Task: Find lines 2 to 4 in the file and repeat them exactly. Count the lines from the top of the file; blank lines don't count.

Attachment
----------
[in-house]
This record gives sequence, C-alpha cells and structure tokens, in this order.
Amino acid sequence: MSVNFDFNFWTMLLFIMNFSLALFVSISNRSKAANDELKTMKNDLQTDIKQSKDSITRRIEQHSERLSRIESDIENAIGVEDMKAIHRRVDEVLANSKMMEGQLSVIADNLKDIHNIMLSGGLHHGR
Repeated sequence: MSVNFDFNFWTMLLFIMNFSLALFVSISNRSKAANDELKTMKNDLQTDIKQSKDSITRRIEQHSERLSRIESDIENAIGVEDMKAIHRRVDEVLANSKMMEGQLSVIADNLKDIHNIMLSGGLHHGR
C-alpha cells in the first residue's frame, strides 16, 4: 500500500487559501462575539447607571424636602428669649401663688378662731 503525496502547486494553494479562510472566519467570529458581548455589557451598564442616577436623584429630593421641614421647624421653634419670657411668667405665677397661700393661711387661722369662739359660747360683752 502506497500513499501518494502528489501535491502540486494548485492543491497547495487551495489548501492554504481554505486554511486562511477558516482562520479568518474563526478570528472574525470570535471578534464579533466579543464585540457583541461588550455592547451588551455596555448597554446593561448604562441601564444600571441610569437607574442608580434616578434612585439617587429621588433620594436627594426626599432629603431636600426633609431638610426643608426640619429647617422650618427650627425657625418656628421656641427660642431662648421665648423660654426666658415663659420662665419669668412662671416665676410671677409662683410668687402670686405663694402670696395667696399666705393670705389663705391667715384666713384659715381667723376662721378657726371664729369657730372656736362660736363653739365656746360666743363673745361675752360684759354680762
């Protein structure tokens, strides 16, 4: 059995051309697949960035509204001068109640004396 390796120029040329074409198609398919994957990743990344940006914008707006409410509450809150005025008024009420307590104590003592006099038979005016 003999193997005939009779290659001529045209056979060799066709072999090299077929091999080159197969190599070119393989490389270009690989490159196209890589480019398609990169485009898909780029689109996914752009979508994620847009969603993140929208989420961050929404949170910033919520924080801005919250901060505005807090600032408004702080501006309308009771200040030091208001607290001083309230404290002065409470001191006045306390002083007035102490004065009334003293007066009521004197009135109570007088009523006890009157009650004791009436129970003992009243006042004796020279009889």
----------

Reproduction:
This record gives sequence, C-alpha cells and structure tokens, in this order.
Amino acid sequence: MSVNFDFNFWTMLLFIMNFSLALFVSISNRSKAANDELKTMKNDLQTDIKQSKDSITRRIEQHSERLSRIESDIENAIGVEDMKAIHRRVDEVLANSKMMEGQLSVIADNLKDIHNIMLSGGLHHGR
Repeated sequence: MSVNFDFNFWTMLLFIMNFSLALFVSISNRSKAANDELKTMKNDLQTDIKQSKDSITRRIEQHSERLSRIESDIENAIGVEDMKAIHRRVDEVLANSKMMEGQLSVIADNLKDIHNIMLSGGLHHGR